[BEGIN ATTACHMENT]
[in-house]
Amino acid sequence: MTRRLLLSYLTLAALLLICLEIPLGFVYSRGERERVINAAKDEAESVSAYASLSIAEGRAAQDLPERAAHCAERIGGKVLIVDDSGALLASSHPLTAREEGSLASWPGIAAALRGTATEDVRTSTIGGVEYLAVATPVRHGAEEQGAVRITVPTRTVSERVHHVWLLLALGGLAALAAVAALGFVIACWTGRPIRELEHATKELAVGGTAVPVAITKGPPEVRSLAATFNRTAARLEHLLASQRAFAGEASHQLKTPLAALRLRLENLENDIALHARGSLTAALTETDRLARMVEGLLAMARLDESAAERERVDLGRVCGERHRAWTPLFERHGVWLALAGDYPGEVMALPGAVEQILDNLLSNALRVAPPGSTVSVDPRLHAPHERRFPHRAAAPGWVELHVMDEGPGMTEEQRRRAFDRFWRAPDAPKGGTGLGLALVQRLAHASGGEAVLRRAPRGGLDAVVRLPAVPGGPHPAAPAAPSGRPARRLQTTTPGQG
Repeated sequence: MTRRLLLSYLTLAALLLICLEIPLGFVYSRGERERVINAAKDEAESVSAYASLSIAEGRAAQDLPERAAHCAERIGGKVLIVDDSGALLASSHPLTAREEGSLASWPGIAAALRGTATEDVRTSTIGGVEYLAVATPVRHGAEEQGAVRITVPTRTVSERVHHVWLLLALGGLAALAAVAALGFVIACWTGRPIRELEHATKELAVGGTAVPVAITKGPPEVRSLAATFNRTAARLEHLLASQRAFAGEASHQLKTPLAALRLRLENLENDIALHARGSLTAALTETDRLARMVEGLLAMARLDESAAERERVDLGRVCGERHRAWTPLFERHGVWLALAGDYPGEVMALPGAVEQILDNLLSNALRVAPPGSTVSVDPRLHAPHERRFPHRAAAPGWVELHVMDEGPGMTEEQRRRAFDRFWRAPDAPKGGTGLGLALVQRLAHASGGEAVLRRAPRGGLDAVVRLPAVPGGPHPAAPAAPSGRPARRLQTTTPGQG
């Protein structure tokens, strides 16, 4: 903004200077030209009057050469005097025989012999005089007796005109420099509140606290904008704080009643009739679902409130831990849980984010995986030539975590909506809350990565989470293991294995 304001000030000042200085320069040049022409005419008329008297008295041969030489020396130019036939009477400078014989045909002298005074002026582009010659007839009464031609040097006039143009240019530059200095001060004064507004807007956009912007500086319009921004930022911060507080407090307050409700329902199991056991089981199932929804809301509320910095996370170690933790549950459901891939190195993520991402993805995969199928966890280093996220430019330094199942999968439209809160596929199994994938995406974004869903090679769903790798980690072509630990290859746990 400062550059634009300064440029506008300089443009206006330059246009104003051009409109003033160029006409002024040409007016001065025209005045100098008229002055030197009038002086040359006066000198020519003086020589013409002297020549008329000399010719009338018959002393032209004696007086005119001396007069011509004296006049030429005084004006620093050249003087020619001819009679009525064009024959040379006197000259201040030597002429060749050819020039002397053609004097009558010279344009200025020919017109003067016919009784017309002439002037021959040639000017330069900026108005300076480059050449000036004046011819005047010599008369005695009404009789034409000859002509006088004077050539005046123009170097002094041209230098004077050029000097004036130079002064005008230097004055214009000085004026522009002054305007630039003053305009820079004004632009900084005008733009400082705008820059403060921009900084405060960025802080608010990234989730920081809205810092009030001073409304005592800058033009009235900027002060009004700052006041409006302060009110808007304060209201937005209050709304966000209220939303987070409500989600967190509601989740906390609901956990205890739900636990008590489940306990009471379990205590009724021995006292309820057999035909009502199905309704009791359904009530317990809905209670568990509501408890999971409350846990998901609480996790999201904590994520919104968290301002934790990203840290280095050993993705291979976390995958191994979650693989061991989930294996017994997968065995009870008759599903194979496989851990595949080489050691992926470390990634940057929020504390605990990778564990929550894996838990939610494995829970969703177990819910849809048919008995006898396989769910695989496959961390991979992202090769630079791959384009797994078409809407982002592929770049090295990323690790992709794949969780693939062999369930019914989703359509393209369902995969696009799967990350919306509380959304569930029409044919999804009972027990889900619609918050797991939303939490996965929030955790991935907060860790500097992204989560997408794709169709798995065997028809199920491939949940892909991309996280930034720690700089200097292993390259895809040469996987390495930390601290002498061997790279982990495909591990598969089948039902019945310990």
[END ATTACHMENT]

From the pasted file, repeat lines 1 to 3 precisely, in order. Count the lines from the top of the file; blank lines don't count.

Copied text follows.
[in-house]
Amino acid sequence: MTRRLLLSYLTLAALLLICLEIPLGFVYSRGERERVINAAKDEAESVSAYASLSIAEGRAAQDLPERAAHCAERIGGKVLIVDDSGALLASSHPLTAREEGSLASWPGIAAALRGTATEDVRTSTIGGVEYLAVATPVRHGAEEQGAVRITVPTRTVSERVHHVWLLLALGGLAALAAVAALGFVIACWTGRPIRELEHATKELAVGGTAVPVAITKGPPEVRSLAATFNRTAARLEHLLASQRAFAGEASHQLKTPLAALRLRLENLENDIALHARGSLTAALTETDRLARMVEGLLAMARLDESAAERERVDLGRVCGERHRAWTPLFERHGVWLALAGDYPGEVMALPGAVEQILDNLLSNALRVAPPGSTVSVDPRLHAPHERRFPHRAAAPGWVELHVMDEGPGMTEEQRRRAFDRFWRAPDAPKGGTGLGLALVQRLAHASGGEAVLRRAPRGGLDAVVRLPAVPGGPHPAAPAAPSGRPARRLQTTTPGQG
Repeated sequence: MTRRLLLSYLTLAALLLICLEIPLGFVYSRGERERVINAAKDEAESVSAYASLSIAEGRAAQDLPERAAHCAERIGGKVLIVDDSGALLASSHPLTAREEGSLASWPGIAAALRGTATEDVRTSTIGGVEYLAVATPVRHGAEEQGAVRITVPTRTVSERVHHVWLLLALGGLAALAAVAALGFVIACWTGRPIRELEHATKELAVGGTAVPVAITKGPPEVRSLAATFNRTAARLEHLLASQRAFAGEASHQLKTPLAALRLRLENLENDIALHARGSLTAALTETDRLARMVEGLLAMARLDESAAERERVDLGRVCGERHRAWTPLFERHGVWLALAGDYPGEVMALPGAVEQILDNLLSNALRVAPPGSTVSVDPRLHAPHERRFPHRAAAPGWVELHVMDEGPGMTEEQRRRAFDRFWRAPDAPKGGTGLGLALVQRLAHASGGEAVLRRAPRGGLDAVVRLPAVPGGPHPAAPAAPSGRPARRLQTTTPGQG